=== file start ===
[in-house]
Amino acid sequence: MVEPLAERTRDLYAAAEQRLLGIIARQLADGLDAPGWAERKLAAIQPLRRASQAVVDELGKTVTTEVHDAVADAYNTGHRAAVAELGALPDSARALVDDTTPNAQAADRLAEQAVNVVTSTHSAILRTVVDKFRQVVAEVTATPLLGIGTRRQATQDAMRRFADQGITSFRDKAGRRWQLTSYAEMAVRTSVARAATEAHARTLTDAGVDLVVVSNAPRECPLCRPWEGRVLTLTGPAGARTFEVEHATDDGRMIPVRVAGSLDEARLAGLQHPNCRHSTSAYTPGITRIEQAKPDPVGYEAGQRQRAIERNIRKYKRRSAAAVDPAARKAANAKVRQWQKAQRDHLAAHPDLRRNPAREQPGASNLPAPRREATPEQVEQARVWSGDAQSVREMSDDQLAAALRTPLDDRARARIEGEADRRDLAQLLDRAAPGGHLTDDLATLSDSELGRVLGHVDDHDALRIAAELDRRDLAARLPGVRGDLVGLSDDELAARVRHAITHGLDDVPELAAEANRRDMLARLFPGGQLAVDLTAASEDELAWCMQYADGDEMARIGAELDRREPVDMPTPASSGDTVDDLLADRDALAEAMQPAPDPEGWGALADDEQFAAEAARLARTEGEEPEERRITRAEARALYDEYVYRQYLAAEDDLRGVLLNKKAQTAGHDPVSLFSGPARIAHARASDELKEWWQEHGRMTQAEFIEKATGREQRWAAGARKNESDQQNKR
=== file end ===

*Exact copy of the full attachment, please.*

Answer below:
[in-house]
Amino acid sequence: MVEPLAERTRDLYAAAEQRLLGIIARQLADGLDAPGWAERKLAAIQPLRRASQAVVDELGKTVTTEVHDAVADAYNTGHRAAVAELGALPDSARALVDDTTPNAQAADRLAEQAVNVVTSTHSAILRTVVDKFRQVVAEVTATPLLGIGTRRQATQDAMRRFADQGITSFRDKAGRRWQLTSYAEMAVRTSVARAATEAHARTLTDAGVDLVVVSNAPRECPLCRPWEGRVLTLTGPAGARTFEVEHATDDGRMIPVRVAGSLDEARLAGLQHPNCRHSTSAYTPGITRIEQAKPDPVGYEAGQRQRAIERNIRKYKRRSAAAVDPAARKAANAKVRQWQKAQRDHLAAHPDLRRNPAREQPGASNLPAPRREATPEQVEQARVWSGDAQSVREMSDDQLAAALRTPLDDRARARIEGEADRRDLAQLLDRAAPGGHLTDDLATLSDSELGRVLGHVDDHDALRIAAELDRRDLAARLPGVRGDLVGLSDDELAARVRHAITHGLDDVPELAAEANRRDMLARLFPGGQLAVDLTAASEDELAWCMQYADGDEMARIGAELDRREPVDMPTPASSGDTVDDLLADRDALAEAMQPAPDPEGWGALADDEQFAAEAARLARTEGEEPEERRITRAEARALYDEYVYRQYLAAEDDLRGVLLNKKAQTAGHDPVSLFSGPARIAHARASDELKEWWQEHGRMTQAEFIEKATGREQRWAAGARKNESDQQNKR